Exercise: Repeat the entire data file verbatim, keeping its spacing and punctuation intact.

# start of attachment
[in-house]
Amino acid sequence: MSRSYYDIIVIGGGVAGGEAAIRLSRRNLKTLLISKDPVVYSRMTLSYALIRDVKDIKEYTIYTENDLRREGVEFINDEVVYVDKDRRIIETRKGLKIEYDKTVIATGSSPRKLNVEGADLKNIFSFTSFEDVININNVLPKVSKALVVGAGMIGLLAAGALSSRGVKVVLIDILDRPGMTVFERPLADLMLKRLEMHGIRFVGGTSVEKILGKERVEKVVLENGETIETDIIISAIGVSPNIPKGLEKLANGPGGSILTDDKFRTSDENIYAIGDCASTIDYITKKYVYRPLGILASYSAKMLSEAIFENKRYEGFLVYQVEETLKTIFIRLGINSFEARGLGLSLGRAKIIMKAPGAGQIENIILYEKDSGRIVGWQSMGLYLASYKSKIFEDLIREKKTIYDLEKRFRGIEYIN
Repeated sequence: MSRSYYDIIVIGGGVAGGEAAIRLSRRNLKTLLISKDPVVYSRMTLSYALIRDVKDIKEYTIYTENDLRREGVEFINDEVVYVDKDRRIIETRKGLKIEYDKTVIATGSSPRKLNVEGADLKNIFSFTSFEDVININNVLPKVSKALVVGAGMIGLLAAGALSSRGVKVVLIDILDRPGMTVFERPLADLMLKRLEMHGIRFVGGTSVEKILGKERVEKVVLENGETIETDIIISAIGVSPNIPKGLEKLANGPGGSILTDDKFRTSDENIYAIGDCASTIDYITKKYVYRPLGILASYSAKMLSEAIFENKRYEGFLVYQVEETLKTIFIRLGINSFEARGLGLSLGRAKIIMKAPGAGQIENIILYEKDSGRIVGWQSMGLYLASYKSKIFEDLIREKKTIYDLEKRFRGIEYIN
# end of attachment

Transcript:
[in-house]
Amino acid sequence: MSRSYYDIIVIGGGVAGGEAAIRLSRRNLKTLLISKDPVVYSRMTLSYALIRDVKDIKEYTIYTENDLRREGVEFINDEVVYVDKDRRIIETRKGLKIEYDKTVIATGSSPRKLNVEGADLKNIFSFTSFEDVININNVLPKVSKALVVGAGMIGLLAAGALSSRGVKVVLIDILDRPGMTVFERPLADLMLKRLEMHGIRFVGGTSVEKILGKERVEKVVLENGETIETDIIISAIGVSPNIPKGLEKLANGPGGSILTDDKFRTSDENIYAIGDCASTIDYITKKYVYRPLGILASYSAKMLSEAIFENKRYEGFLVYQVEETLKTIFIRLGINSFEARGLGLSLGRAKIIMKAPGAGQIENIILYEKDSGRIVGWQSMGLYLASYKSKIFEDLIREKKTIYDLEKRFRGIEYIN
Repeated sequence: MSRSYYDIIVIGGGVAGGEAAIRLSRRNLKTLLISKDPVVYSRMTLSYALIRDVKDIKEYTIYTENDLRREGVEFINDEVVYVDKDRRIIETRKGLKIEYDKTVIATGSSPRKLNVEGADLKNIFSFTSFEDVININNVLPKVSKALVVGAGMIGLLAAGALSSRGVKVVLIDILDRPGMTVFERPLADLMLKRLEMHGIRFVGGTSVEKILGKERVEKVVLENGETIETDIIISAIGVSPNIPKGLEKLANGPGGSILTDDKFRTSDENIYAIGDCASTIDYITKKYVYRPLGILASYSAKMLSEAIFENKRYEGFLVYQVEETLKTIFIRLGINSFEARGLGLSLGRAKIIMKAPGAGQIENIILYEKDSGRIVGWQSMGLYLASYKSKIFEDLIREKKTIYDLEKRFRGIEYIN